Mwai Kibaki, the gentleman of Kenyan politics

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Kibaki’s death marks the end of an era for one of Kenya’s most suave politicians, whose story is part of the country’s economic history.

For the 50 years that he straddled Kenya’s economy and politics, Kibaki pushed Keynesian principles – like the economist he was – and as president he rebuilt the Kenyan economy from the ashes of destruction left by the Daniel arap Moi regime.

While it was his skills as a politician that saw him survive the rough political terrain in the 1970s and 1980s, his cool mien coupled with wit and intelligence saw him outsmart his challengers in the 1990s to become Kenya’s third president in December 2002.

Kibaki was the last of the 1963 members of parliament to leave the political arena, making him one of the longest serving MPs in Kenya’s history.

How he navigated the Jomo Kenyatta succession minefield, survived the attempt by President Moi to eclipse him and later on endure the falling-out that followed his election as president is a classic case of making painful concessions while balancing the political gains.

In retirement, and dogged by ill health, Kibaki stayed away from national politics, hardly commenting and hardly showing interest.

That was the classic Kibaki.

Born on November 15, 1931, and named Mwai after his uncle from the mother’s side, Kibaki hasn’t talked much about his early life but we know that he was taken to school because he was the youngest in the family. As the missionaries scouted for children to take to school, young Kibaki was picked by his polygamous father, because he was “least useful in the shamba”. He was to turn out to be one of the most useful economists in the country.

In 1939, a barefoot Kibaki left home for the 50 cent-a-term Gatuyaini village school, recently established by the Consolata missionaries. Here they taught the new arrivals catechism and elementary education. The Catholic faith remained part of Kibaki’s identity.

Unknown to many, this would also mark the rise of the young Kibaki into academia and politics.

His parents, John Githinji Kibaki and Teresia Wanjiku, had seven other children. Like everyone else in the village, they all grew up hewing wood, tilling the land, grazing cattle and milking them. It was this tradition that Kibaki left as he started his journey to international limelight.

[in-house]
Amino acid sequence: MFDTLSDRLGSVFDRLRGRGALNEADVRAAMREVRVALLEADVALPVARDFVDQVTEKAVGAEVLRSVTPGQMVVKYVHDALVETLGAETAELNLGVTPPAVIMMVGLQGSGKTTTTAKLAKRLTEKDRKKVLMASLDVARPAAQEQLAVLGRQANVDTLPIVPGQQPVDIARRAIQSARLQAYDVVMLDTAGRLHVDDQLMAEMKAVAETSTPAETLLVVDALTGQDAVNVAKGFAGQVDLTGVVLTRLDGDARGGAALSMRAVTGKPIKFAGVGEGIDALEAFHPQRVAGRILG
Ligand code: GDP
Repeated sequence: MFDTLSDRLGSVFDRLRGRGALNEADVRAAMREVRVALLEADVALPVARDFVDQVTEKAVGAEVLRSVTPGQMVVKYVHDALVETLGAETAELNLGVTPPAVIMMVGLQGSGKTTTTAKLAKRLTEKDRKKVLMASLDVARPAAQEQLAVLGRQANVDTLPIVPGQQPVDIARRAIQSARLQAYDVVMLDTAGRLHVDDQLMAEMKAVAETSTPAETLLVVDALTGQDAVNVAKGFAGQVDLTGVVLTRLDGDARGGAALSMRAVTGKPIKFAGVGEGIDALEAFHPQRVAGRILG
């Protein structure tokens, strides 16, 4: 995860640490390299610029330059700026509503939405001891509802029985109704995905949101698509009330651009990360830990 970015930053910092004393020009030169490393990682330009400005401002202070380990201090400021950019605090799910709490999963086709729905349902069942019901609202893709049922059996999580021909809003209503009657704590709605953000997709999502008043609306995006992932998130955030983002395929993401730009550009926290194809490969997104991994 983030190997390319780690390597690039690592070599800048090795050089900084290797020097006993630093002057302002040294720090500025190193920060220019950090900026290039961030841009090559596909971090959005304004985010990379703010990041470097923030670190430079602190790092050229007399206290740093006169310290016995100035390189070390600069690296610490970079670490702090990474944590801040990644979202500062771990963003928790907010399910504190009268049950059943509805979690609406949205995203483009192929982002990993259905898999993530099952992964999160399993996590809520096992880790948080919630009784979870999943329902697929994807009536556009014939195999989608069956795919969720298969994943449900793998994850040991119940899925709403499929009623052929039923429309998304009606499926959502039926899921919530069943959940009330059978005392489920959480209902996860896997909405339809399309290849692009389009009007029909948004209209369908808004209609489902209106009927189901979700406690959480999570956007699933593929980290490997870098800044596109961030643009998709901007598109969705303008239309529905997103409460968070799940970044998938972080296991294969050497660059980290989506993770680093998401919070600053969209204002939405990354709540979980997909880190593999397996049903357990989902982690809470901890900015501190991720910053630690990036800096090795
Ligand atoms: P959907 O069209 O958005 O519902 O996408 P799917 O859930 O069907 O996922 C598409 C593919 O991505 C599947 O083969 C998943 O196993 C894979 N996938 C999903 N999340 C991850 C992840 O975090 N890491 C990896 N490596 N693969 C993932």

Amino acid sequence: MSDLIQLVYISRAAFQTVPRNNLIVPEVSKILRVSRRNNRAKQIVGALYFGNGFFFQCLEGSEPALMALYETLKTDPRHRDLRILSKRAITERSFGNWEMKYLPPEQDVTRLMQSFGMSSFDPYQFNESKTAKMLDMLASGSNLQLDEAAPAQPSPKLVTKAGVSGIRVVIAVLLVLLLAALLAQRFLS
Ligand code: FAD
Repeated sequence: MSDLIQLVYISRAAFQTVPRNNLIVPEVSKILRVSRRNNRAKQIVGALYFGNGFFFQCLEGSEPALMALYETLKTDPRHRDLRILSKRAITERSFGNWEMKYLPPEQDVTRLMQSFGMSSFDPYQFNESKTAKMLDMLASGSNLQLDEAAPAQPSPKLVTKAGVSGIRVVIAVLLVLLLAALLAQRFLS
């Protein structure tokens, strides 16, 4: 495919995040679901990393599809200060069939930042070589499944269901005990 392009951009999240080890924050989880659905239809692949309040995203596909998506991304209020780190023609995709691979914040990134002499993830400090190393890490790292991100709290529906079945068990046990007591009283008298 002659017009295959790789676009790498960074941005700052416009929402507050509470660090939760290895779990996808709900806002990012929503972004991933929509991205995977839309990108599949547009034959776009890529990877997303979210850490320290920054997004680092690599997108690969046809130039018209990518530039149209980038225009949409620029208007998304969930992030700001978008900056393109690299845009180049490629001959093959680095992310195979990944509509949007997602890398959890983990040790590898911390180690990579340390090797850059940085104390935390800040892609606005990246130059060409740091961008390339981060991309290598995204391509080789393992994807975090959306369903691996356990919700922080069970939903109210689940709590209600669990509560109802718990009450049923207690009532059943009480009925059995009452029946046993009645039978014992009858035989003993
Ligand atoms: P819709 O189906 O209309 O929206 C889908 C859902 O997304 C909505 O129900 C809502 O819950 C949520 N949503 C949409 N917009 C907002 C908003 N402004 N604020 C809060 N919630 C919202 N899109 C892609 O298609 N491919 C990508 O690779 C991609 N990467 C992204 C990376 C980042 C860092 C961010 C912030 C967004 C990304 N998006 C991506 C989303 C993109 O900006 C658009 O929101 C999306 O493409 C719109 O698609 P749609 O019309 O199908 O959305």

From Gatuyaini Primary School, where he was for two years, Kibaki joined Holy Ghost Catholic Missionaries Karima Mission School (now Karima Primary) for the next three years and had to cover 10 kilometres to and from school daily. He passed his exams to proceed to Mathari School, a boarding institution now renamed Nyeri High School, and his father had to sell two goats to pay the annual Ksh18 ($0.16) boarding fee. At Mathari, he learned carpentry and masonry and he would join fellow students in repairing furniture and building materials for the school.

It was his 1947 entry to Mang’u High School, a prestigious secondary school started by Fr Michael Joseph Witte in Kabaa, which would significantly alter the course of his life.

Mang’u was different. It was the citadel of the emerging African elite. The inaugural principal, Fr Farrely, wanted to craft a typical Irish school that had no tight schedules – unlike Alliance High School – and where the students were moulded into the Catholic faith and ethos. He believed that these two led to academic excellence and Kibaki scored straight As.

The entry of Kibaki into Makerere University College in Uganda in 1951 to pursue a Bachelor of Arts degree in Economics, History and Political Science was a turning point. At Makerere, his leadership emerged as he served as vice-chairman of the Makerere Students Guild between 1954 and 1955. Despite the demands of student leadership and studies, he still emerged among the best students in the Faculty of Arts in 1955, attaining a first class honours degree in Economics. This earned him a scholarship to the London School of Economics for a Bachelor of Science degree in Public Finance. Here, he became the first African to graduate with a first class degree.

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